July-August_2021 - 31

The result is that as CAC is injected, it
moves through the soil pores but also
coats them with a thin carbon layer that
encapsulates the individual soil grains, in
effect " painting " them with activated
In Situ CAC Treatments
for PFAS at Aviation Facilities
- Current Status
In situ CAC treatments have been
used for the treatment of organic
groundwater contaminants since 2014.
These treatments have been applied
at numerous PFAS-contaminated
groundwater sites,
including three
ongoing pilot tests at aviation facilities
- a former Army airfield and two
commercial airports.
Camp Grayling Army Airfield,
Scanning electron microscope image of clean
sand particles without CAC.
Scanning electron microscope image of sand
particles coated with CAC.
Currently, there are limited
opportunities to dispose of PFAS
waste as landfills are turning it away
and the EPA is now scrutinizing
the incineration of the material as
commercial incinerators may be
generating unwanted toxic by-products.
remediation scientists and engineers
have adopted an in situ PFAS treatment
method. This approach uses a colloidal
form of activated carbon applied directly
into the groundwater. The colloidal
activated carbon (CAC)
works by intercepting contaminants
that move naturally through established
groundwater pathways. To accomplish
this, CAC is injected along a line of
delivery points (i.e. wells or boreholes)
into the affected aquifer zone to form
a permeable reactive barrier (PRB). As
groundwater migrates across the PRB,
PFAS sorbs onto the carbon, resulting
in a clean water discharge from the
barrier's downgradient edge. The
treatment, therefore, eliminates risk
by eradicating the potential exposure
to these chemicals through drinking
water ingestion.
Material scientists developed CAC
to overcome the challenge of evenly
dispersing a solid injected material
(i.e. activated carbon) through aquifer
soils. This required carbon particles
to be ground to one to two microns,
equivalent in size to a red blood cell
and small enough to fit
soil pore throats. However, due to
hydrostatic forces that result in particle
agglomeration, merely shrinking their
particle size will not allow carbon to
pass through these openings readily.
Overcoming the clumping tendency of
particles required forming the carbon
as a colloidal suspension, made possible
through a proprietary, drinking-water
safe, anti-clumping treatment
cloaks the particles' surface charge.
Michigan - In 2016, PFAS was found
commingled with a chlorinated solvent
plume that was migrating towards
the property boundary. In reviewing
remedial options, the Michigan
Department of Military and Veteran
Affairs chose to conduct an in-situ
CAC PRB pilot test to halt the PFAS
plume. PFAS were reduced from more
than 100 nanograms per liter or (ng/L
or ppt) to below detection limits in the
first sampling event, approximately one
month after installing the CAC PRB.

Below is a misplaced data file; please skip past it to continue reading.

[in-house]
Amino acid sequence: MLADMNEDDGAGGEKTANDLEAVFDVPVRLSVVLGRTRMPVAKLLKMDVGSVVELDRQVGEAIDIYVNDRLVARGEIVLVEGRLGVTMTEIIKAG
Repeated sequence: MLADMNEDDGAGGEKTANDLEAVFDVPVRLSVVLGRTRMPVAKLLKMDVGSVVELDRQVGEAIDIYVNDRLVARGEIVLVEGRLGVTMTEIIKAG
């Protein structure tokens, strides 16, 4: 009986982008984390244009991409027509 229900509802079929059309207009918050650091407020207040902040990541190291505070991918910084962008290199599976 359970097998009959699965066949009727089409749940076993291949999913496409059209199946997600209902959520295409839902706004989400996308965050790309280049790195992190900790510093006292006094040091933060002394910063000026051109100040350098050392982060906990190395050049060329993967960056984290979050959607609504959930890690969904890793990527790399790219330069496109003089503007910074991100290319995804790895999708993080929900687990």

PFAS have remained non-detect in all four
downgradient well-pairs after nearly two years
of post-application monitoring completed thus
far. Tetrachloroethene (PCE) was also
reduced and maintained below detection
limits by the treatment.
Fairbanks International Airport
(FAI), Alaska - In late Oct. 2017, PFAS
were discovered in the groundwater at
the Aircraft Rescue and Firefighting
(ARFF) training areas. PFOA and
PFOS were detected above the EPA's
Health Advisory Level of 70 ng/L. An
in situ CAC proof-of-concept pilot
test application was completed in
2019 near MW-1903. The treatment
has maintained PFOA and PFOS
below detection levels from a starting
concentration of 500 ng/L and
reduced all PFAS by 97 percent (i.e.,
includes short-chain compounds) after
approximately 1 year of monitoring
A pilot test has also just commenced
at Southampton International Airport in


Table of Contents for the Digital Edition of July-August_2021

Inside the Fence
Industry Update
FBOs Make a Strong Case for Increasing Charter, Flightschool Business, Other Service Offerings
Legal Matters
New Technology Takes Control of Baggage Systems
Innovating Airport Operations
TAC Air Expands and Improves in Amarillo
PFAS-Contaminated Drinking Water: A Growing Concern for Airports
Airports by the Thousands
Satellites Have the Power to Transform the Aviation Industry
Product Focus
July-August_2021 - 1
July-August_2021 - 2
July-August_2021 - 3
July-August_2021 - 4
July-August_2021 - Inside the Fence
July-August_2021 - Industry Update
July-August_2021 - 7
July-August_2021 - 8
July-August_2021 - 9
July-August_2021 - FBOs Make a Strong Case for Increasing Charter, Flightschool Business, Other Service Offerings
July-August_2021 - 11
July-August_2021 - Legal Matters
July-August_2021 - 13
July-August_2021 - New Technology Takes Control of Baggage Systems
July-August_2021 - 15
July-August_2021 - 16
July-August_2021 - 17
July-August_2021 - 18
July-August_2021 - 19
July-August_2021 - Innovating Airport Operations
July-August_2021 - 21
July-August_2021 - 22
July-August_2021 - 23
July-August_2021 - 24
July-August_2021 - 25
July-August_2021 - TAC Air Expands and Improves in Amarillo
July-August_2021 - 27
July-August_2021 - 28
July-August_2021 - 29
July-August_2021 - PFAS-Contaminated Drinking Water: A Growing Concern for Airports
July-August_2021 - 31
July-August_2021 - 32
July-August_2021 - Airports by the Thousands
July-August_2021 - 34
July-August_2021 - 35
July-August_2021 - Satellites Have the Power to Transform the Aviation Industry
July-August_2021 - 37
July-August_2021 - 38
July-August_2021 - 39
July-August_2021 - Product Focus
July-August_2021 - 41
July-August_2021 - 42
July-August_2021 - 43
July-August_2021 - 44